No. To eliminate any possible impact on the environment, sea cages are only located in deep waters and areas of good tidal movement and Atlantic salmon farms are strictly controlled in Canada by federal and provincial regulations. All employees of Grieg Newfoundland Salmon live where they work and care deeply for the environment.

No we do not inject or add dyes to the salmon or its feed to make them pink. The pink color of fish such as salmon comes from their diet including krill and other small crustaceans which contains carotenoids. Carotenoids are antioxidants and also provide Vitamin A and enhance the salmon’s immune system. These carotenoids are naturally occurring and are added to the salmon feed as part of an important contribution for the health of the fish. Carotenoids used in Atlantic salmon diets are approved by the Canadian Food Inspection Agency (CFIA) and are completely safe.

Sea lice is a fish parasite that occurs naturally but does not affect humans. They occur on many different species of fish. Attaching themselves to the skin, fins or gills, these parasites feed on the skin and blood of the salmon.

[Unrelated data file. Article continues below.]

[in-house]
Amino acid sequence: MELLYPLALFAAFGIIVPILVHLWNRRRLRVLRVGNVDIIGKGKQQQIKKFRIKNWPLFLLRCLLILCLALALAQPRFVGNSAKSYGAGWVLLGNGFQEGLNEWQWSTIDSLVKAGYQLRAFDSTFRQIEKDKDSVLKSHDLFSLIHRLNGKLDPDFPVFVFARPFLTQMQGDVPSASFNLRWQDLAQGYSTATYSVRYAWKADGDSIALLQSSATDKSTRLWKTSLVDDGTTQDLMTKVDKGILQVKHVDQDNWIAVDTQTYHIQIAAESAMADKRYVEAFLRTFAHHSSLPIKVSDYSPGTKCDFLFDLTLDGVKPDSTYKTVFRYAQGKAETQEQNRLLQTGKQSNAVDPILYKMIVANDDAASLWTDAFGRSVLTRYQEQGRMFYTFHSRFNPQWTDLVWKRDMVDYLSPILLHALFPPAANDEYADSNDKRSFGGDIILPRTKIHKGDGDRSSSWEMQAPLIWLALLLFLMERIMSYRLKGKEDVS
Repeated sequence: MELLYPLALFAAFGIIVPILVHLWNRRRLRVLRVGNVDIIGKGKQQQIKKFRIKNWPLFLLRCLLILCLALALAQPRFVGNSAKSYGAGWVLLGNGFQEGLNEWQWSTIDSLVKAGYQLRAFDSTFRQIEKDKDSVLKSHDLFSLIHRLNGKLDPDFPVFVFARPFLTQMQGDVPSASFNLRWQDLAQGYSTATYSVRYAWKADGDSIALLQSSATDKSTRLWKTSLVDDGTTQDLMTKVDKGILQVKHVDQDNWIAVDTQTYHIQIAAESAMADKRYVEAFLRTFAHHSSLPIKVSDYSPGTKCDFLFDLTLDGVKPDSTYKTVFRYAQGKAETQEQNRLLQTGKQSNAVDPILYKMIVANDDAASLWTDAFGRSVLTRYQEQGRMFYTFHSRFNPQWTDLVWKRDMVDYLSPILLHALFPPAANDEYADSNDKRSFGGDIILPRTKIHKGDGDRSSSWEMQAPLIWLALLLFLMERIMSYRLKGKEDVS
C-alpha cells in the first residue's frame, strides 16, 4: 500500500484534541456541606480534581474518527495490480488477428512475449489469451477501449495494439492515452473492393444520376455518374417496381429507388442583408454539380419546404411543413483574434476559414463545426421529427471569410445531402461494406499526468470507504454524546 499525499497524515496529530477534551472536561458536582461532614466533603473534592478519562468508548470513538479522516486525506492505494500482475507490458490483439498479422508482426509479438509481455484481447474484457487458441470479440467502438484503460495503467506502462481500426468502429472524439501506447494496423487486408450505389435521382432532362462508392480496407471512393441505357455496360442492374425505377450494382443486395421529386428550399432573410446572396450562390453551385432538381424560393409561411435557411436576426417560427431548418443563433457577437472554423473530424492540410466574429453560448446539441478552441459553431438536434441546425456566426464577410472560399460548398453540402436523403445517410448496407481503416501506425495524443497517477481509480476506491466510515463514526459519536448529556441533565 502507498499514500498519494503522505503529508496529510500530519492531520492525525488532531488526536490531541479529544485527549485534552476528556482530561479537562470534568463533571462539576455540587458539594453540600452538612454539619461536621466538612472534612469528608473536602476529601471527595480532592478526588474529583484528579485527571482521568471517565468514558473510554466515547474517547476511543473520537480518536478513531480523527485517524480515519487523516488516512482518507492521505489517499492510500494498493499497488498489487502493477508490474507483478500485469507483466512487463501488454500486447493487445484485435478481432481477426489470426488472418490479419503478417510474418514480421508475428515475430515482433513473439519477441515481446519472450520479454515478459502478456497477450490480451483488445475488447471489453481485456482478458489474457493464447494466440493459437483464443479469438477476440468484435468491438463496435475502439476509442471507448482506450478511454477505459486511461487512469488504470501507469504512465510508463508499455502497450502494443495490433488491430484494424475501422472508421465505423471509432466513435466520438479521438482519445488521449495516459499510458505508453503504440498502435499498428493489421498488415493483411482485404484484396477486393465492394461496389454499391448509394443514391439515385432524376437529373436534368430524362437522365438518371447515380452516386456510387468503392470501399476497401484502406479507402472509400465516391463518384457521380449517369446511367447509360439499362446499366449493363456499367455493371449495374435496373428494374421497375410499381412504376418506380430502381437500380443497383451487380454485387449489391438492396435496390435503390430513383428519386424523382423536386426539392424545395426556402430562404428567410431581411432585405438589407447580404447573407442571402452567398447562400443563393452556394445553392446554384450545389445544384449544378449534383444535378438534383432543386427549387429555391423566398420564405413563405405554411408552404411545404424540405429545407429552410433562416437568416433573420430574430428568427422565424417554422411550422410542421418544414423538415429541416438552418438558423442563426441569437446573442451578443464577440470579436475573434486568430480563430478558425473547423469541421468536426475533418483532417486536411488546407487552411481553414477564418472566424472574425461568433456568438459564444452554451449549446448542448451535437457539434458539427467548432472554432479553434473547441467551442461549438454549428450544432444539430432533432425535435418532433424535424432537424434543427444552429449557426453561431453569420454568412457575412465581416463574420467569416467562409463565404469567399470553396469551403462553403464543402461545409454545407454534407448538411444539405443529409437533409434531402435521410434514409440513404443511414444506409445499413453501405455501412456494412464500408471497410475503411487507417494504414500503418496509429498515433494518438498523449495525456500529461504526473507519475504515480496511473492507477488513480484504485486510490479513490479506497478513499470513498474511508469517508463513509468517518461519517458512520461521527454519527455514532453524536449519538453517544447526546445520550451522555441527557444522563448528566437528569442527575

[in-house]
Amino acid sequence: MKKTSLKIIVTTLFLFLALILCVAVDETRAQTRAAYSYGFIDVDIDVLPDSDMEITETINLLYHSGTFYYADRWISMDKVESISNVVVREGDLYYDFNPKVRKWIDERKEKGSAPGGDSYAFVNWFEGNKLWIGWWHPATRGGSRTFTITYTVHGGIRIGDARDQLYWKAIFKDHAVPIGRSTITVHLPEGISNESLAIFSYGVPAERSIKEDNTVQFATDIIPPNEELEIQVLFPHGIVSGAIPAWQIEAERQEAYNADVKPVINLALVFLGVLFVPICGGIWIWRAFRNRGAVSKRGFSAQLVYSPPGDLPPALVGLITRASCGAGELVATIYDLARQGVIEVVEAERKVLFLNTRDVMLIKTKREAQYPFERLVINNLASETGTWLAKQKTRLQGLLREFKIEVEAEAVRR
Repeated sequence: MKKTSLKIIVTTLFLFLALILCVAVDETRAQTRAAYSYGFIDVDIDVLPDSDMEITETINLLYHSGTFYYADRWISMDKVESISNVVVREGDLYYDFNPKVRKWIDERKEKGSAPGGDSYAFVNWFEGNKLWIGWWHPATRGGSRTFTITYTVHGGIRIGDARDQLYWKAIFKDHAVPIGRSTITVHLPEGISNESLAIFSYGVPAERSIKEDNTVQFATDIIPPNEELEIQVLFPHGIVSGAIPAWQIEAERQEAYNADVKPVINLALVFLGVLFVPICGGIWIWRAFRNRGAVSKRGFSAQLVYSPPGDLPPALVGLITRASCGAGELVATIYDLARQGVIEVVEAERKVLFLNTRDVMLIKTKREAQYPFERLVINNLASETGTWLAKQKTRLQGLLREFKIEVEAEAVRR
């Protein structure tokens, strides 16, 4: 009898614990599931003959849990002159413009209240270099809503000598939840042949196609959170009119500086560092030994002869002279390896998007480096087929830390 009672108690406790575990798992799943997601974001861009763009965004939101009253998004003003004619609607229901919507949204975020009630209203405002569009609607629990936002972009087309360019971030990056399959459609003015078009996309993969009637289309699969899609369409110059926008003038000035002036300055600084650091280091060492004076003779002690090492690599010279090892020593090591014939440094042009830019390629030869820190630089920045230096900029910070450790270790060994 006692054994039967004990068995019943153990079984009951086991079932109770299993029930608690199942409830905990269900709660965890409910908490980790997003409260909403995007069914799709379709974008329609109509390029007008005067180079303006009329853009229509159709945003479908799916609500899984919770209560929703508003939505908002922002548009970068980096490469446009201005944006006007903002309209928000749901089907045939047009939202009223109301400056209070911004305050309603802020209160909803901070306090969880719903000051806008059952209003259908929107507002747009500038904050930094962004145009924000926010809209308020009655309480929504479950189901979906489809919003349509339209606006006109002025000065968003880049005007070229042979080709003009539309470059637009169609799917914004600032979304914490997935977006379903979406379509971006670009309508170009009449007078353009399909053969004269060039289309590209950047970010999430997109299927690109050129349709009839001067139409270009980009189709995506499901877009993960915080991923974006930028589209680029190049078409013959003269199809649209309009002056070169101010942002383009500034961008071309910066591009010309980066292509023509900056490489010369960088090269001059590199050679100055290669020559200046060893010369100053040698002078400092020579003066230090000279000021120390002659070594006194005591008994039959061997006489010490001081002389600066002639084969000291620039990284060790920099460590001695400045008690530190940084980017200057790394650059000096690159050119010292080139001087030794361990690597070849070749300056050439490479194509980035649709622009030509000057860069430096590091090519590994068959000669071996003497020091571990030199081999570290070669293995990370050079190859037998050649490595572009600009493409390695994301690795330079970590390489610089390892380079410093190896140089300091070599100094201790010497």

Yes, sea lice are planktonic and can be found in many areas around the world.

We aim to avoid using any chemical treatment to control sea lice. Our main method will be the use of cleaner fish to control sea lice together with functional feeds and good husbandry practices such as net cleaning.

Our Atlantic salmon are fed a dry pellet made from high quality natural animal, plant, fish and marine protein with essential vitamins and minerals. Many of the ingredients are the same as those used in production of feed for domestic animals. Fish feed and its ingredients used in Canada must be approved by the Canadian Food Inspection Agency (CFIA). Farming Atlantic salmon is one of the most efficient ways to produce protein-rich food. Atlantic salmon require less feed (approximately 1 kg) to produce 1 kg of salmon as compared to other food producing industries such as poultry (2 kg feed to produce 1 kg poultry) and beef (6 kg feed to produce 1 kg beef).